Practical Impact: Once the proposed rule takes effect, Part 2 programs, covered entities, and business associates that receive Part 2 records under a written consent for TPO purposes will be able to redisclose the records in any way the HIPAA Privacy Rule allows, with exceptions for certain proceedings against the patient. Thus, SUD consent forms will look a lot more like HIPAA consents.
2. Patient Right to Limit Disclosure to Health Plans
The single TPO consent form won’t necessarily be a blank check. Patients can ask Part 2 programs to restrict their use and disclosure of SUD information for TPO purposes, such as that the information be disclosed only to their own treating providers or payors.
Practical Impact: Your obligation is simply to allow patients to request restrictions. You’re not required to accept those restrictions. Exception: You must grant a patient’s request to restrict disclosure of records to a health plan for payment or healthcare operations purposes if the record pertains solely to a healthcare item or service for which the patient (or someone on the patient’s behalf), other than the health plan, has paid the Part 2 program in full.
3. Notice of Privacy Practice Required for SUD Patients
While HIPAA requires covered entities to provide each patient a full Notice of Privacy Practices (NPP) describing the PHI they collect, how and for what purposes they use it, and to whom they disclose it, Part 2 requires entities to furnish a “summary.” The proposed rule aligns Part 2 with HIPAA by requiring a so-called “Patient Notice” for SUD listing the same information that an NPP must contain, along with notification of the lab’s complaint process and the patient’s right to revoke consent to disclosure of SUD information.
Practical Impact: While the Patient Notice will be much more detailed and comprehensive than the summary, you should be able to create it without much problem by making a few fairly minor adjustments to the current NPP you use to satisfy HIPAA requirements. On the flip side, the proposed rule also tweaks the HIPAA NPP requirements. Specifically, entities that aren’t Part 2 programs but still receive and maintain SUD records covered by Part 2 must add language to their NPP that describes the restrictions on the use and disclosure of Part 2 records in civil, criminal, administrative, and legislative proceedings against the individual.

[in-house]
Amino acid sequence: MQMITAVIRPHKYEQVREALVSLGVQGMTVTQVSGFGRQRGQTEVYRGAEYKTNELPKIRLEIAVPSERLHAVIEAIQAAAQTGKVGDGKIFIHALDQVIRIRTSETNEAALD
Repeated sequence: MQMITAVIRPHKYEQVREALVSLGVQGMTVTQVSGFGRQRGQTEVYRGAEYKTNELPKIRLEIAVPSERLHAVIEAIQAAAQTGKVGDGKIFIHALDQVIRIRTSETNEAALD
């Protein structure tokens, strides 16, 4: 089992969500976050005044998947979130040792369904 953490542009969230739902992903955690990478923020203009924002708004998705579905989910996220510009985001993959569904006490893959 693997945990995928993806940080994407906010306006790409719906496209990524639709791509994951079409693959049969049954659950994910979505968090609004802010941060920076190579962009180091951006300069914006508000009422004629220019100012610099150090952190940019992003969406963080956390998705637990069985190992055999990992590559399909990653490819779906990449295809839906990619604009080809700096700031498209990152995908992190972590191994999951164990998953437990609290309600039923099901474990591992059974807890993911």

4. Part 2 Privacy Violations Subject to HIPAA Breach Notification Rules
The proposed rule would extend the current HIPAA Breach Notification Rule to breaches involving SUD information.3
Practical Impact: Labs covered by Part 2 will have to implement policies and procedures to notify HHS and affected patients of SUD data breaches. The good news is that you probably already have such policies and protocols in place as part of your HIPAA compliance program. (See “10 Things to Include in Your HIPAA Breach Notification Policy,” LCA, January 30, 2017.)4
5. New Penalties for Part 2 Violations
The proposed rule gives HHS authority to impose civil penalties to enforce Part 2, the way it currently does for HIPAA violations. As before, the Department of Justice (DOJ) will also be able to bring criminal actions against Part 2 violators.
Practical Impact: While the risk of criminal penalties is no idle threat, as the proposed rule itself notes, there’s never been a DOJ criminal action to enforce Part 2. So, adding the potential for civil penalties from the OCR should significantly increase the risks for noncompliance.
Q6. When Will the Changes Take Effect?
A: The proposed rule could go into effect as early as 2023. The proposed rule was published in the Federal Register on Dec. 2. HHS will take public comments on the rule for 60 days—or through February 1, 2023, unless the comments period is extended. The agency will then have to consider the feedback and publish a final rule for another 60 days of public comment.